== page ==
Professional certification is not required, but some financial managers still get it to demonstrate a level of competence. The CFA Institute confers the Chartered Financial Analyst (CFA) certification to investment professionals who have at least a bachelor’s degree, 4 years of work experience, and pass three exams. The Association for Financial Professionals confers the Certified Treasury Professional credential to those who pass an exam and have a minimum of 2 years of relevant experience.Work Experience in a Related Occupation
Financial managers usually have experience in another business or financial occupation. For example, they may have worked as a loan officer, accountant, securities sales agent, or financial analyst.
In some cases, companies provide formal management training programs to help prepare highly motivated and skilled financial workers to become financial managers.Important Qualities
Analytical skills. Financial managers increasingly are assisting executives in making decisions that affect their organization, a task which requires analytical ability.
Communication skills. Excellent communication skills are essential because financial managers must explain and justify complex financial transactions.
Detail oriented. In preparing and analyzing reports such as balance sheets and income statements, financial managers must be precise and attentive to their work in order to avoid errors.
Math skills. Financial managers must be skilled in math, including algebra. An understanding of international finance and complex financial documents also is important.
Organizational skills. Financial managers deal with a range of information and documents and so they must stay organized to do their jobs effectively.
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In addition to switching up your job search, it might prove helpful to look at a career path for your specific job. Now, what's a career path you ask? Well, it's practically a map that shows how you might advance from one job title to another. Our career paths are especially detailed with salary changes. So, for example, if you started out with the role of regional controller you might progress to a role such as regional controller eventually. Later on in your career, you could end up with the title regional controller.
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Designing and figuring out what to include on your resume can be tough, not to mention time-consuming. That's why we put together a guide that is designed to help you craft the perfect resume for becoming a Controller. If you're needing extra inspiration, take a look through our selection of templates that are specific to your job.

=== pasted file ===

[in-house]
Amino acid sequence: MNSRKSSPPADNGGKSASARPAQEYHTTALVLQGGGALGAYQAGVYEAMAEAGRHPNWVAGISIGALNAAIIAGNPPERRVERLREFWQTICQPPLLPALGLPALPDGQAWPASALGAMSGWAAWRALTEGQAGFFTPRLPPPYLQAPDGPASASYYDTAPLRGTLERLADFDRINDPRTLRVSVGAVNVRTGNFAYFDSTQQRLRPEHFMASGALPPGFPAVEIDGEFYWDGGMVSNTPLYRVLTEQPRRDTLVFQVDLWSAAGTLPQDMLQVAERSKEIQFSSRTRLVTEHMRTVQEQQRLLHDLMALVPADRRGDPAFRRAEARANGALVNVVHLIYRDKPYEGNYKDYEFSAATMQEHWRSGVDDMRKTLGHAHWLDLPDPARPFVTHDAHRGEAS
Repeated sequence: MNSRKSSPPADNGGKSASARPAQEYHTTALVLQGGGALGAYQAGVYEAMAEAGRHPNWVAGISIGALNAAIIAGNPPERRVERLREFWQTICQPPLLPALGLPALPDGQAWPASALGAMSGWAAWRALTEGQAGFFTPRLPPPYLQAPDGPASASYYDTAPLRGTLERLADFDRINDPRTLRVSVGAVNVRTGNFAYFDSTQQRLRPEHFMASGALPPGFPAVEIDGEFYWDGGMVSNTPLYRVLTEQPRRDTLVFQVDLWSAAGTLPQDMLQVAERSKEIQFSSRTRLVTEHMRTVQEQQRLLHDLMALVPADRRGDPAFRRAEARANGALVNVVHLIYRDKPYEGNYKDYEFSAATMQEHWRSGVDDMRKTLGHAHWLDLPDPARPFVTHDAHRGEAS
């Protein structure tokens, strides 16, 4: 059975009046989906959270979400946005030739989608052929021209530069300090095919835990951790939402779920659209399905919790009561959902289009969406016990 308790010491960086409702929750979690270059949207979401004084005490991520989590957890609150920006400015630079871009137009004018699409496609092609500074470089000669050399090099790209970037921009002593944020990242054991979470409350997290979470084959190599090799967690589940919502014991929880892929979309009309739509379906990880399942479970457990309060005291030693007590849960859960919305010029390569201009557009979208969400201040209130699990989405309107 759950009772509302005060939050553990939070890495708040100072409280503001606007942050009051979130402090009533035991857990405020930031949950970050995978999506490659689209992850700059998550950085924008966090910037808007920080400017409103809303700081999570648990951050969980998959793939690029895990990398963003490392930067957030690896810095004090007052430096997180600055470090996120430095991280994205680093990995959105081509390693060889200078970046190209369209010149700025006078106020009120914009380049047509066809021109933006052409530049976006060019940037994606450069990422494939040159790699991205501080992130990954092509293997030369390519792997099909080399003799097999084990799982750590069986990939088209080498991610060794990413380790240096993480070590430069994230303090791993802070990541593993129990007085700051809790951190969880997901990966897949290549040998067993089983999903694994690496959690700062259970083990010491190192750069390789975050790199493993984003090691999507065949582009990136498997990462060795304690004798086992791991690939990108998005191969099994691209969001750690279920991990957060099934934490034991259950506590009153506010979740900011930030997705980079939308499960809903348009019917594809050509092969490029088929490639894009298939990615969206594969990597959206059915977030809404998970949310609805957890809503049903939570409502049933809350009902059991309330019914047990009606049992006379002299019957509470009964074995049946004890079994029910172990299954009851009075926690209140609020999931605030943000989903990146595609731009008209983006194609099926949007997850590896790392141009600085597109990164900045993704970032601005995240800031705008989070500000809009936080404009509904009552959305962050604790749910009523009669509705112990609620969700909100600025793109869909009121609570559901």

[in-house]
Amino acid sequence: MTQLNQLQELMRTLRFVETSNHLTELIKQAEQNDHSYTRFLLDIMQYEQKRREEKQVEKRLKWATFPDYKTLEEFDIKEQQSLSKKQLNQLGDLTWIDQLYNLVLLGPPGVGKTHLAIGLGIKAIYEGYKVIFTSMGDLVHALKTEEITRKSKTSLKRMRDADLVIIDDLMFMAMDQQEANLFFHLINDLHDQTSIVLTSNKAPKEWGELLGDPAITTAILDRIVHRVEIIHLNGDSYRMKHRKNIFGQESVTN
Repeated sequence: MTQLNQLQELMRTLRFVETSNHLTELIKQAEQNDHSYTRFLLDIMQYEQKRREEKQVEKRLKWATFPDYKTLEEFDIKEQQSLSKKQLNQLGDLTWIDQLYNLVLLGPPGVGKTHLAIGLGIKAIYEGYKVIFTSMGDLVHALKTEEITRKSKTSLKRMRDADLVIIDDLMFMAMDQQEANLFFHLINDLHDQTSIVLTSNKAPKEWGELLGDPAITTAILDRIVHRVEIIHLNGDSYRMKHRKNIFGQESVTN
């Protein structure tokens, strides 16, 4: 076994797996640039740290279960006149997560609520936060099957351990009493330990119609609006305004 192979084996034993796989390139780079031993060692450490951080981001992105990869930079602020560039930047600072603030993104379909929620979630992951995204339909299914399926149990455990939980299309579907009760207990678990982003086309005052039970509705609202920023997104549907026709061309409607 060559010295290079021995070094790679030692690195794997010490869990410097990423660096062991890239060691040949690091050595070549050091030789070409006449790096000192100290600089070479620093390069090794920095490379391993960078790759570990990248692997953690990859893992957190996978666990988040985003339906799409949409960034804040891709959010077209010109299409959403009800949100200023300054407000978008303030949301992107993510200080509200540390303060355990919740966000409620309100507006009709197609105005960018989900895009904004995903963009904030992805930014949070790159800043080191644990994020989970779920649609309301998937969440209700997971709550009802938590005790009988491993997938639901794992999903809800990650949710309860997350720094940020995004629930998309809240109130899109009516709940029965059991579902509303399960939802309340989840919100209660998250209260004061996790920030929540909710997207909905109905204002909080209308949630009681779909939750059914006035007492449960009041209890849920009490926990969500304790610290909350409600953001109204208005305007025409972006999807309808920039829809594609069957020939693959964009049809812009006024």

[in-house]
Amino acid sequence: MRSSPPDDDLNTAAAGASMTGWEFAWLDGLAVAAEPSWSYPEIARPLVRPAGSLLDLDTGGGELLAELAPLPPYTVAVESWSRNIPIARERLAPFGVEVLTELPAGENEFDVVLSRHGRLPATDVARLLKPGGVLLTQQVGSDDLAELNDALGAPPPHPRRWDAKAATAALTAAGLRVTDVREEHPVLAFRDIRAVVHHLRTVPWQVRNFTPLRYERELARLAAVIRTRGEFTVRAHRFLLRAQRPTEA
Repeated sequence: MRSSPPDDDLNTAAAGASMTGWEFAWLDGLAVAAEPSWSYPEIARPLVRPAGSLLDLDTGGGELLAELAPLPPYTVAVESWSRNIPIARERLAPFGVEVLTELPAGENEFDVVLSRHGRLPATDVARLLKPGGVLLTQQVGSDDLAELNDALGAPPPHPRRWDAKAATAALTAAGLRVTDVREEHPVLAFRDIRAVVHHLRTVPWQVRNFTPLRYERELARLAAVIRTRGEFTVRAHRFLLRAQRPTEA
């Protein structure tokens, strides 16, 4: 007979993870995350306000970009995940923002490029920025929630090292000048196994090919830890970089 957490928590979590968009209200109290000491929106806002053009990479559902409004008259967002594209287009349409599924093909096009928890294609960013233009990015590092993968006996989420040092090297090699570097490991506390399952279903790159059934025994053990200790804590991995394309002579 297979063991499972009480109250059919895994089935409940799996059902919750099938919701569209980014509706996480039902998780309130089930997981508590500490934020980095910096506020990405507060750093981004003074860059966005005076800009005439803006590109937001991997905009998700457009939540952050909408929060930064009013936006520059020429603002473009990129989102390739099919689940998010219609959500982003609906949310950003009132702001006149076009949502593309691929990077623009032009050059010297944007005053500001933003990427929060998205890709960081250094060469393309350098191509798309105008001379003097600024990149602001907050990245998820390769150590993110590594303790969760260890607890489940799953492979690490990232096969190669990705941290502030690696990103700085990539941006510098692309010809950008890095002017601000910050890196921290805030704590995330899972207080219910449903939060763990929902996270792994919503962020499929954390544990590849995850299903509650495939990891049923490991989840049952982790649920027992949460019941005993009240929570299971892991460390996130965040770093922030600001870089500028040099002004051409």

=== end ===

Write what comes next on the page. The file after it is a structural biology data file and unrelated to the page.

Learn How To Write a Controller Resume
At Zippia, we went through countless Controller resumes and compiled some information about how best to optimize them. Here are some suggestions based on what we found, divided by the individual sections of the resume itself.View Detailed Information
Hispanic or Latino
Black or African American
Philadelphia, PA • Private
Evanston, IL • Private
Los Angeles, CA • Private
Vestal, NY • Public
Villanova, PA • Private
San Diego, CA • Public
Waltham, MA • Private
Farmingdale, NY • Public
Boston, MA • Private
Stony Brook, NY • Public
The skills section on your resume can be almost as important as the experience section, so you want it to be an accurate portrayal of what you can do. Luckily, we've found all of the skills you'll need so even if you don't have these skills yet, you know what you need to work on. Out of all the resumes we looked through, 12.2% of controllers listed financial statements on their resume, but soft skills such as analytical skills and communication skills are important as well.
Some places are better than others when it comes to starting a career as a controller. The best states for people in this position are New York, New Jersey, West Virginia, and Rhode Island. Controllers make the most in New York with an average salary of $131,062. Whereas in New Jersey and West Virginia, they would average $119,795 and $115,441, respectively. While controllers would only make an average of $113,680 in Rhode Island, you would still make more there than in the rest of the country. We determined these as the best states based on job availability and pay. By finding the median salary, cost of living, and using the Bureau of Labor Statistics' Location Quotient, we narrowed down our list of states to these four.
We've made finding a great employer to work for easy by doing the hard work for you. We looked into employers that employ controllers and discovered their number of controller opportunities and average salary. Through our research, we concluded that Robert Half International was the best, especially with an average salary of $95,096. Randstad USA follows up with an average salary of $106,833, and then comes Aramark with an average of $98,759. In addition, we know most people would rather work from home. So instead of having to change careers, we identified the best employers for remote work as a controller. The employers include Danaher, Kforce, and Robert Half International